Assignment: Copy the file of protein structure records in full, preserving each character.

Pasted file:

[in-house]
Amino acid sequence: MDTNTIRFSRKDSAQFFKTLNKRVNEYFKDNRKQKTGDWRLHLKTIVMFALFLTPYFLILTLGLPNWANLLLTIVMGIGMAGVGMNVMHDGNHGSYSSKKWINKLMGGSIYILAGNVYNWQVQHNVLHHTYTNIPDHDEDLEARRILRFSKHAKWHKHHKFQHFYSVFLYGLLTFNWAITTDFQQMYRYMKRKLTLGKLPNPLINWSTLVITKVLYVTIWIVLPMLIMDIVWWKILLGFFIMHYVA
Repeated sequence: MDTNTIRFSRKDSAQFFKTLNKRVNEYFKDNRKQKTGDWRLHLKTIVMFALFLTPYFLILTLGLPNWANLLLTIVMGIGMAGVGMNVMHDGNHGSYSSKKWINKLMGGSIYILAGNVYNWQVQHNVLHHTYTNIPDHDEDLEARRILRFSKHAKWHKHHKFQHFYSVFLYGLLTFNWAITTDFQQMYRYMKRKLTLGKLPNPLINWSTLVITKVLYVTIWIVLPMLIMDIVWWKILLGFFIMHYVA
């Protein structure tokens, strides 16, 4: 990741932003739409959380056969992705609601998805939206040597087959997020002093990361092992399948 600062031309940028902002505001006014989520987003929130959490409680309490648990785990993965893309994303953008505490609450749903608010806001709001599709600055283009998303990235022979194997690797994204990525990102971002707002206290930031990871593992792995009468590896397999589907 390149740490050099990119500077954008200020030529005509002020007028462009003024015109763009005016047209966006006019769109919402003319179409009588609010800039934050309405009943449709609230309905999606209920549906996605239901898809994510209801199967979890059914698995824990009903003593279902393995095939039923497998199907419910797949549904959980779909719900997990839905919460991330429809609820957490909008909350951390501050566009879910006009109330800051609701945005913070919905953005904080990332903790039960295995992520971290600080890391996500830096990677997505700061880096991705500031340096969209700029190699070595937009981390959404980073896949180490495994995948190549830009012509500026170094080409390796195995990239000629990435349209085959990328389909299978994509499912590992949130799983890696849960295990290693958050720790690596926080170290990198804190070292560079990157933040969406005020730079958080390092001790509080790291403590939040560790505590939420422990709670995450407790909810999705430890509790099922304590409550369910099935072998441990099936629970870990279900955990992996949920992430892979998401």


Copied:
[in-house]
Amino acid sequence: MDTNTIRFSRKDSAQFFKTLNKRVNEYFKDNRKQKTGDWRLHLKTIVMFALFLTPYFLILTLGLPNWANLLLTIVMGIGMAGVGMNVMHDGNHGSYSSKKWINKLMGGSIYILAGNVYNWQVQHNVLHHTYTNIPDHDEDLEARRILRFSKHAKWHKHHKFQHFYSVFLYGLLTFNWAITTDFQQMYRYMKRKLTLGKLPNPLINWSTLVITKVLYVTIWIVLPMLIMDIVWWKILLGFFIMHYVA
Repeated sequence: MDTNTIRFSRKDSAQFFKTLNKRVNEYFKDNRKQKTGDWRLHLKTIVMFALFLTPYFLILTLGLPNWANLLLTIVMGIGMAGVGMNVMHDGNHGSYSSKKWINKLMGGSIYILAGNVYNWQVQHNVLHHTYTNIPDHDEDLEARRILRFSKHAKWHKHHKFQHFYSVFLYGLLTFNWAITTDFQQMYRYMKRKLTLGKLPNPLINWSTLVITKVLYVTIWIVLPMLIMDIVWWKILLGFFIMHYVA
């Protein structure tokens, strides 16, 4: 990741932003739409959380056969992705609601998805939206040597087959997020002093990361092992399948 600062031309940028902002505001006014989520987003929130959490409680309490648990785990993965893309994303953008505490609450749903608010806001709001599709600055283009998303990235022979194997690797994204990525990102971002707002206290930031990871593992792995009468590896397999589907 390149740490050099990119500077954008200020030529005509002020007028462009003024015109763009005016047209966006006019769109919402003319179409009588609010800039934050309405009943449709609230309905999606209920549906996605239901898809994510209801199967979890059914698995824990009903003593279902393995095939039923497998199907419910797949549904959980779909719900997990839905919460991330429809609820957490909008909350951390501050566009879910006009109330800051609701945005913070919905953005904080990332903790039960295995992520971290600080890391996500830096990677997505700061880096991705500031340096969209700029190699070595937009981390959404980073896949180490495994995948190549830009012509500026170094080409390796195995990239000629990435349209085959990328389909299978994509499912590992949130799983890696849960295990290693958050720790690596926080170290990198804190070292560079990157933040969406005020730079958080390092001790509080790291403590939040560790505590939420422990709670995450407790909810999705430890509790099922304590409550369910099935072998441990099936629970870990279900955990992996949920992430892979998401």